Oakville Real Estate News

Opening Up About Open Concept Floor Plans


Blog by Joette Fielding | November 2nd, 2015


OpenConcept4-1024x768.jpgMain floor, open concept designs are still on trend and all the rage—and for good reason. Just as the name suggests, open concept living incorporates large, open rooms; the most common being, the living room, dining room and kitchen combined into one shared space. An open concept plan is ideal for entertaining and makes any home feel larger, updated and contemporary.

An open concept home can be yours – but it’s a big renovation

Turning a traditional home into an open concept home can be a big project. Removing walls may require structural changes, such as beams and extra supports. This is where a professional designer comes into play. Hire a designer to provide you with a floor plan and make sure that your budget and wish list are in line.

In addition, a designer will help you with the permit process and ensure you are protected throughout the renovation.

Obtaining a permit will guarantee that your town or city sends appropriate inspectors to make sure that the renovation is on track and that your contractor’s work meets building code.

Why go open concept

Although breaking down the walls can feel like you are baring it all, open concept allows natural light to permeate throughout your home. Adding an archway in place of an interior door will give your home an open concept look without having to complete a major renovation.

Archways come premade or may be custom built to suit the entrance way and don’t necessarily have to be arched, they can be square.

The key to having an open concept plan that is cohesive and flows correctly is to link the spaces, but keep the rooms separate at the same time—divide with design. Create focal points in each living, dining and kitchen area to define the space, such as an island or peninsula to define the kitchen. When decorating open concept spaces, use pendant lighting and area rugs to ground and define zones.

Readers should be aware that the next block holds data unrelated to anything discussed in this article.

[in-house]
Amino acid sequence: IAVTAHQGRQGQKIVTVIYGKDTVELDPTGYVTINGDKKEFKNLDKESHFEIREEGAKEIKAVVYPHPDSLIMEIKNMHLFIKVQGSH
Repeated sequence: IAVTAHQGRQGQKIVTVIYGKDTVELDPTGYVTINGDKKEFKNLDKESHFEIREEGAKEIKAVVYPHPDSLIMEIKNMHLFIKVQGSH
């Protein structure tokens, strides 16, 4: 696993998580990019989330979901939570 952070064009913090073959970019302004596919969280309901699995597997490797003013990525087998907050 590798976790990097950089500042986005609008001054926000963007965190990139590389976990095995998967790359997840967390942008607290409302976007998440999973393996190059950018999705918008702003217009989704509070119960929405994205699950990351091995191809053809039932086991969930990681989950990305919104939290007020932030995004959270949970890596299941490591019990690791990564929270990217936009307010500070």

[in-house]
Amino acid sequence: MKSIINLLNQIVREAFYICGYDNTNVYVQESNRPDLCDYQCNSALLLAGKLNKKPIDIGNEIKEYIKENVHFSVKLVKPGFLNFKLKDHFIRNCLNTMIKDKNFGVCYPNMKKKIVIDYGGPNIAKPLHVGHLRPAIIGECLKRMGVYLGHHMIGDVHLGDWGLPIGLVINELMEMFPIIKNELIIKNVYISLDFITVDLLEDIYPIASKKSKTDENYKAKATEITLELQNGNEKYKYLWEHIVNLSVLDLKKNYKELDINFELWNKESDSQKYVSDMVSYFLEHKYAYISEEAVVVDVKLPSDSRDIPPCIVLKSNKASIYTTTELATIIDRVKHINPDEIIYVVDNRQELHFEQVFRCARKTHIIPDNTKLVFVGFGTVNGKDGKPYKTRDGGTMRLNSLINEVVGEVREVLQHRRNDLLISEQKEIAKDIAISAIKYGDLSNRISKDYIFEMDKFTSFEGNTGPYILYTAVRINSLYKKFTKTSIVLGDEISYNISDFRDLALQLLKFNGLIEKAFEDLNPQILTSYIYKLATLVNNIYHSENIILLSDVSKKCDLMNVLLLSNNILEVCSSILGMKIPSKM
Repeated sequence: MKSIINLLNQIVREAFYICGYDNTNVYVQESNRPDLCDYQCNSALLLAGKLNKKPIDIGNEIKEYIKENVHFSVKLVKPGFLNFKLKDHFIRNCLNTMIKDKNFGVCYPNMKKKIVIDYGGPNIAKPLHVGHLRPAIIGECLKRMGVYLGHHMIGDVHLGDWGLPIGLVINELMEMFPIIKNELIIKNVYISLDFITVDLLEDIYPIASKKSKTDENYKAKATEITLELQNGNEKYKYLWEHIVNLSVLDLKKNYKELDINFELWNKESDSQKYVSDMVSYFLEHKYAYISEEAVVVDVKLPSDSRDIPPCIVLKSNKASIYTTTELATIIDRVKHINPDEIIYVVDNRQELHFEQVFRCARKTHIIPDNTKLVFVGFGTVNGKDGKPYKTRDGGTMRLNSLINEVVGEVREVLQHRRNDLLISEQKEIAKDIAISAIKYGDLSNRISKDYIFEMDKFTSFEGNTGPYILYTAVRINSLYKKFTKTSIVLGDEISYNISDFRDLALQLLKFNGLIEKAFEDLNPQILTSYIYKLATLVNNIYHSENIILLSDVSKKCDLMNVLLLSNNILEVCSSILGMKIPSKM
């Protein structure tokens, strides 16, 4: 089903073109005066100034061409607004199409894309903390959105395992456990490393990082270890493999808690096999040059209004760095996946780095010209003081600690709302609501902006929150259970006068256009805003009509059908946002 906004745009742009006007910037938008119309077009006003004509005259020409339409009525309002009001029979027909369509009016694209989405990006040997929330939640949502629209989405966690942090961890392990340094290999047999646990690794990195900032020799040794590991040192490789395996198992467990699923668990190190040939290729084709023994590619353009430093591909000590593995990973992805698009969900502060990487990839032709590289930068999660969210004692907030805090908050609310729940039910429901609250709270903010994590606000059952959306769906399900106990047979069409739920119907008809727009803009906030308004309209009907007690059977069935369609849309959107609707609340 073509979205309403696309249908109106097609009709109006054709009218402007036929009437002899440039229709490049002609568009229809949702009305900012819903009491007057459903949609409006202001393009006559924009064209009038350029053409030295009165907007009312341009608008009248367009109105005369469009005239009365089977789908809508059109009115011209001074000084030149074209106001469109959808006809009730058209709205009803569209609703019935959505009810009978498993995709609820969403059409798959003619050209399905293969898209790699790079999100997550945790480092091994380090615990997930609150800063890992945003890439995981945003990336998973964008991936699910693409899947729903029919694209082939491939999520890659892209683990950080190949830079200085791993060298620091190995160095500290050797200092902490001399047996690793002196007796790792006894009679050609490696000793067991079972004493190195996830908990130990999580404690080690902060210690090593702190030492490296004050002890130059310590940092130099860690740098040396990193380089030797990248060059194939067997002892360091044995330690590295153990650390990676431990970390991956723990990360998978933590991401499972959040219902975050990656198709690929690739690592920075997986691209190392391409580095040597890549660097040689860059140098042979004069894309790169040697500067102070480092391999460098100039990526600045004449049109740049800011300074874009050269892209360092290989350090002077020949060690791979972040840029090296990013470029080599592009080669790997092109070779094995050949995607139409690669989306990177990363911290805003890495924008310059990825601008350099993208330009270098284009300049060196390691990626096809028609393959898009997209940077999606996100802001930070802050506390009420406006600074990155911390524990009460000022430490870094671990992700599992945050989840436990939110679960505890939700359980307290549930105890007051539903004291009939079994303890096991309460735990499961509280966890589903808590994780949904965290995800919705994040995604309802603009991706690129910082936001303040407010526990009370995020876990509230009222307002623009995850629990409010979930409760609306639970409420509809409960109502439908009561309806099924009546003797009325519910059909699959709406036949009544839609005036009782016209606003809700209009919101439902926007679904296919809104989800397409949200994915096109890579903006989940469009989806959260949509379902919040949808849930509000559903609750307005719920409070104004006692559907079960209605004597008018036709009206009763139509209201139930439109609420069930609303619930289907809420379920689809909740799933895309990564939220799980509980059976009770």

Keep in mind, removing interior walls means there are fewer walls to place furniture and cabinetry. Plan carefully and consider storage options for the perimeter walls. Your living room seating arrangement should form a square or rectangle—furnishing the entire area around the square. The correct placement of furniture might include two chairs on one side and a sofa on the other, facing the chairs. Alternatively, you could position two sofas so that they face each other. Leaving one end open, might create an undefined area.

Keep this in mind

  • Consider the placement of furniture pieces that generally sit against walls such as televisions, computers and desks. Incorrect placement can make household necessities look out of place and cumbersome.
  • Keep your colour palette consistent throughout the zones, your walls and floors should each be one consistent color all the way through, to maintain continuity and avoid disrupting the visual flow.
  • Hide the unsightly back of a sofa with a console table, and tuck baskets below to store TV-room accessories.

Except taken from http://www.eieihome.com


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